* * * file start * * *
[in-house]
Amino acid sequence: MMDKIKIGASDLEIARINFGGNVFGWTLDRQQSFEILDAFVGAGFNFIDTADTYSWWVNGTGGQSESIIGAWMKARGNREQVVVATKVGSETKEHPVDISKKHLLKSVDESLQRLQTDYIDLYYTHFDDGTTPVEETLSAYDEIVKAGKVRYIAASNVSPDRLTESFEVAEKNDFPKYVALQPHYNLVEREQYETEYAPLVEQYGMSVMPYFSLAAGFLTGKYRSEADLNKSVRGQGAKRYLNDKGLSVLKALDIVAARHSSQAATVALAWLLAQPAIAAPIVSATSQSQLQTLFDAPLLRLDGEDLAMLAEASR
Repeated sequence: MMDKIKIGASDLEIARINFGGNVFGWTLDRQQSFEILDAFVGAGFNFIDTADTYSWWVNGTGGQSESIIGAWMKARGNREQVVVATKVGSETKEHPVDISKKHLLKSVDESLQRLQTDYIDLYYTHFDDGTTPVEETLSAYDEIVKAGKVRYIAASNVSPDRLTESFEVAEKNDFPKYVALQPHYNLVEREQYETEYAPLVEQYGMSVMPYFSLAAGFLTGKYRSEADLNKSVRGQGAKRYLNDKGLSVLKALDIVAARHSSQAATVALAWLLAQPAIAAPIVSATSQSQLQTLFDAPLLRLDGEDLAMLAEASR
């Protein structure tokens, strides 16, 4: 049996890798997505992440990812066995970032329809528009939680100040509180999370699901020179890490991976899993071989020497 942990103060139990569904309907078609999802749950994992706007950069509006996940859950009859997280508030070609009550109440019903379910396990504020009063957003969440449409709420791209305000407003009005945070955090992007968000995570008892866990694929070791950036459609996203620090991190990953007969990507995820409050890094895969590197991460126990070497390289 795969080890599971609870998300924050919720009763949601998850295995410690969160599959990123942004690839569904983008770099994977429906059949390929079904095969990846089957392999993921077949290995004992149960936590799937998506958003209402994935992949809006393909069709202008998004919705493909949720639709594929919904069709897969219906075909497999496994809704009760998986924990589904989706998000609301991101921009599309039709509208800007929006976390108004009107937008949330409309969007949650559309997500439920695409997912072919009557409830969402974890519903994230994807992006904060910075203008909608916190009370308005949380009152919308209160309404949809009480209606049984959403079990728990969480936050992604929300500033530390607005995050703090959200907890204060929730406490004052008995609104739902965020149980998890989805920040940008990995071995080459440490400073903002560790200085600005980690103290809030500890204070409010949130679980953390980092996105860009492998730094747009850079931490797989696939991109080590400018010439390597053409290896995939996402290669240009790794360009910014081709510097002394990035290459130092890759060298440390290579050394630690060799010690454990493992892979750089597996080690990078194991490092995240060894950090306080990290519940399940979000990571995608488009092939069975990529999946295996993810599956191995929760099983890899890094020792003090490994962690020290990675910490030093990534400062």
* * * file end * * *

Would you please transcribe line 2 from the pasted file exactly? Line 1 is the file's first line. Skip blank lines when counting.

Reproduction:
Amino acid sequence: MMDKIKIGASDLEIARINFGGNVFGWTLDRQQSFEILDAFVGAGFNFIDTADTYSWWVNGTGGQSESIIGAWMKARGNREQVVVATKVGSETKEHPVDISKKHLLKSVDESLQRLQTDYIDLYYTHFDDGTTPVEETLSAYDEIVKAGKVRYIAASNVSPDRLTESFEVAEKNDFPKYVALQPHYNLVEREQYETEYAPLVEQYGMSVMPYFSLAAGFLTGKYRSEADLNKSVRGQGAKRYLNDKGLSVLKALDIVAARHSSQAATVALAWLLAQPAIAAPIVSATSQSQLQTLFDAPLLRLDGEDLAMLAEASR